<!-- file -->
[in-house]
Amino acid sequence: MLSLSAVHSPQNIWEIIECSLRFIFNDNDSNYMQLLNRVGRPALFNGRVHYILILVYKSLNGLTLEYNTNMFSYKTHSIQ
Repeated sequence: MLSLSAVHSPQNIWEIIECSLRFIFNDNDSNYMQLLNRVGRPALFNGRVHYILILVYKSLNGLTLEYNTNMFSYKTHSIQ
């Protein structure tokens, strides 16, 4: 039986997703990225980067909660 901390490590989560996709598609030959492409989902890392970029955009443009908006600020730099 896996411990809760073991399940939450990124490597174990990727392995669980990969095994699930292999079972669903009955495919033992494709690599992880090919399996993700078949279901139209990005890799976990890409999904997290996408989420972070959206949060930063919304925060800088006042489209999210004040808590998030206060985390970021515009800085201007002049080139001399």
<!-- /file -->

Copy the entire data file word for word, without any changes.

[in-house]
Amino acid sequence: MLSLSAVHSPQNIWEIIECSLRFIFNDNDSNYMQLLNRVGRPALFNGRVHYILILVYKSLNGLTLEYNTNMFSYKTHSIQ
Repeated sequence: MLSLSAVHSPQNIWEIIECSLRFIFNDNDSNYMQLLNRVGRPALFNGRVHYILILVYKSLNGLTLEYNTNMFSYKTHSIQ
């Protein structure tokens, strides 16, 4: 039986997703990225980067909660 901390490590989560996709598609030959492409989902890392970029955009443009908006600020730099 896996411990809760073991399940939450990124490597174990990727392995669980990969095994699930292999079972669903009955495919033992494709690599992880090919399996993700078949279901139209990005890799976990890409999904997290996408989420972070959206949060930063919304925060800088006042489209999210004040808590998030206060985390970021515009800085201007002049080139001399």